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CDC 24/7 – Saving Lives. Protecting People. Saving Money Through Prevention. Learn More About How CDC Works For You…

Vet Day Aims to Spark Interest in Public Health Careers

Published: March 4, 2008

Photo: Veterinary students
Veterinary students participate in talks about outbreak investigations led by CDC and state veterinarians

More than 350 veterinary students and faculty came to the Centers for Disease Control and Prevention (CDC) in Atlanta recently to participate in the second annual "Day at CDC for Veterinary Students." This day was designed to introduce students to the CDC mission of public health and epidemiology and to encourage students to consider public health as a career source.

With approximately 90,000 veterinarians in the United States, only 2.5 percent are in the public sector and the number of veterinarians entering public practice is not keeping up with future needs. So, a team of veterinarians at CDC decided to take action. "We are very hopeful that our efforts for Veterinary Student Day will result in a large payoff in a few years as students who attended find their interests sparked and move into careers in public health," explains Dr. Jennifer McQuiston a veterinary epidemiologist for CDC and co-planner of the event.

In the past several years, veterinarians have played an increasingly critical and diverse role at CDC and in public health, partly because of the increase of zoonotic diseases – diseases of animals that can be transmitted to humans – in the United States and around the world.

Photo: Simulation exercise
A few of the possible sources of contamination used during the exercise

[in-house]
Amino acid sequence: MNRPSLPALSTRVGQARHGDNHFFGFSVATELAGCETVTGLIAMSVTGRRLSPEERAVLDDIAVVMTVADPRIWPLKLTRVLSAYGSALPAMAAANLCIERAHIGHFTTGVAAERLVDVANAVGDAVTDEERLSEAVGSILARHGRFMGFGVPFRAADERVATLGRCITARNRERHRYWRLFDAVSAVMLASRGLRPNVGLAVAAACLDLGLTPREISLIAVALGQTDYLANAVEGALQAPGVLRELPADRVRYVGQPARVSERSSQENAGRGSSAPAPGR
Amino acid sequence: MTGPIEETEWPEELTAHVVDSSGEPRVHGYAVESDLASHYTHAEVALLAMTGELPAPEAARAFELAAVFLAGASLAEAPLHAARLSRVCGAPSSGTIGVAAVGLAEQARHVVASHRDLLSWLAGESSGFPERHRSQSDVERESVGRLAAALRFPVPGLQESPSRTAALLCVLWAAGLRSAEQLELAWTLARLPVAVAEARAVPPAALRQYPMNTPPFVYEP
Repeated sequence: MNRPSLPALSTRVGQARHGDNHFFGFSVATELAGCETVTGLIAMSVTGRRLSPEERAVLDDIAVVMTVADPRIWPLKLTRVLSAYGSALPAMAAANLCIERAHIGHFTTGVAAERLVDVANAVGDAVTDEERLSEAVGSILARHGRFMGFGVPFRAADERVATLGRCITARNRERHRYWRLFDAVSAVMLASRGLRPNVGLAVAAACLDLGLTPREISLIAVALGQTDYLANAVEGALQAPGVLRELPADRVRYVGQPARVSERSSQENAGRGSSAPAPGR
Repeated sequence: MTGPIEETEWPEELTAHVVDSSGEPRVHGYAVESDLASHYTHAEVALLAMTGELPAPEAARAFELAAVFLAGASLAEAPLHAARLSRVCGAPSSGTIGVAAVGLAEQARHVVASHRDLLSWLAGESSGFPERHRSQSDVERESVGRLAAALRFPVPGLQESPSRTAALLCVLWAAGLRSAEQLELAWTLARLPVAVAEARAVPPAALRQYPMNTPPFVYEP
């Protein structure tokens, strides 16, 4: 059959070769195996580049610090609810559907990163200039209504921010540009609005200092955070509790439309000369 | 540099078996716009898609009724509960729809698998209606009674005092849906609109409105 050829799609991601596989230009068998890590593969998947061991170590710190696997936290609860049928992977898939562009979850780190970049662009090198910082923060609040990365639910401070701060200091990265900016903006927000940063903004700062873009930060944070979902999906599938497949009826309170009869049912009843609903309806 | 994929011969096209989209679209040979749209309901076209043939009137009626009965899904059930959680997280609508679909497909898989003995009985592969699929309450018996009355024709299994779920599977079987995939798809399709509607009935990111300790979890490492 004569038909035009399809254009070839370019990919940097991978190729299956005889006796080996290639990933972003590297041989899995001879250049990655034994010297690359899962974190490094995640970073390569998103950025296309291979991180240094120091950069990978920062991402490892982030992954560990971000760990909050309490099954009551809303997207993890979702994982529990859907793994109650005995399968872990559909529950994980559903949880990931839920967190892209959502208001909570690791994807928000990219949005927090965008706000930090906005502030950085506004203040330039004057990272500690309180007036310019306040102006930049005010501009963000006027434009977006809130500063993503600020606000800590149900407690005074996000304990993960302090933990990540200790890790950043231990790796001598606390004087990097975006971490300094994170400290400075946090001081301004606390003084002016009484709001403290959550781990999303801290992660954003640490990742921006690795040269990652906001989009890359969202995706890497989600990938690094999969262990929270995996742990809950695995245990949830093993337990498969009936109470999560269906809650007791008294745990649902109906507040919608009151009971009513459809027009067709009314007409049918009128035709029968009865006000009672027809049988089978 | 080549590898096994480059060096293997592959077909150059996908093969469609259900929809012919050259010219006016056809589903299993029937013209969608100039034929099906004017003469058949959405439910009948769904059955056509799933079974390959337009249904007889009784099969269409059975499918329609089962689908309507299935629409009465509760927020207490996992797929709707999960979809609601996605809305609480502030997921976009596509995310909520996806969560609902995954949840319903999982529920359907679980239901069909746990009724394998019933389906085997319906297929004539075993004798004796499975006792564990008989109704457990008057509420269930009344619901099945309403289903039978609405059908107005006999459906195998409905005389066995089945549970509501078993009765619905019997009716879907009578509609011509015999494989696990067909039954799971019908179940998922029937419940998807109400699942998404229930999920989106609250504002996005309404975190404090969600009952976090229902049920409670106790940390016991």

Because 75 percent of all new diseases that affect humans come from animals, animal-borne diseases show no sign of abating; this makes the involvement of veterinarians in public health crucial. Ever since Louis Pasteur first tested his rabies vaccine in 1885, scientists have worked to battle animal-borne diseases such as avian influenza, monkeypox and SARS.

The buzz at the CDC Veterinary Student Day was the simulation exercise, a case control study in which some students became "ill" after eating spinach appetizers at the previous evening's reception. This formed the basis to study interagency cooperation to determine the cause of this "outbreak". Students had to recall foods eaten during the reception the previous evening, select from a list of the food items, and using a test tube with color change array, identify the tube as either a "case" or a "control". It took over 50 CDC staff helpers to pull off the simulation. The highlight of the case study was a taped mock press conference with CDC Director, Julie Gerberding, MD, MPH, used to demonstrate CDC's communication response during an outbreak.

Photo: Veterinary students participate in simulation exercise
Veterinary students get hands on during the Lunch & Learn exhibit session with CDC, USDA, FDA, and state public health programs.

There are approximately 12,000 veterinary medical students in the today's educational pipeline. If CDC can connect with even a small percentage of these students by demonstrating how we respond to an emerging infectious disease and work with other agencies, this will substantially raise their awareness that a career in public health is exciting, attainable and will ultimately benefit human and animal health, according to McQuiston.

CDC's 90 veterinarians (less than one percent of the Agency's workforce) work in a wide range of areas from bioterrorism to environmental health, food safety, new drug development, occupational safety and health, vectorborne, viral, bacterial diseases, global health, and the health and welfare of animals used in the research laboratories. Because of their broad-based clinical training strongly rooted in preventive medicine, veterinarians are invaluable to the practice of public health.

CDC's Veterinary Student Day was co-sponsored by the Association of American Veterinary Medical Colleges, Department of Homeland Security, American Veterinary Medical Association, National Association of State Public Health Veterinarians, and the American College of Veterinary Preventive Medicine.

Page last reviewed: March 4, 2008
Page last updated: March 10, 2008
Content source: Centers for Disease Control and Prevention
Content owner: Office of the Associate Director for Communication
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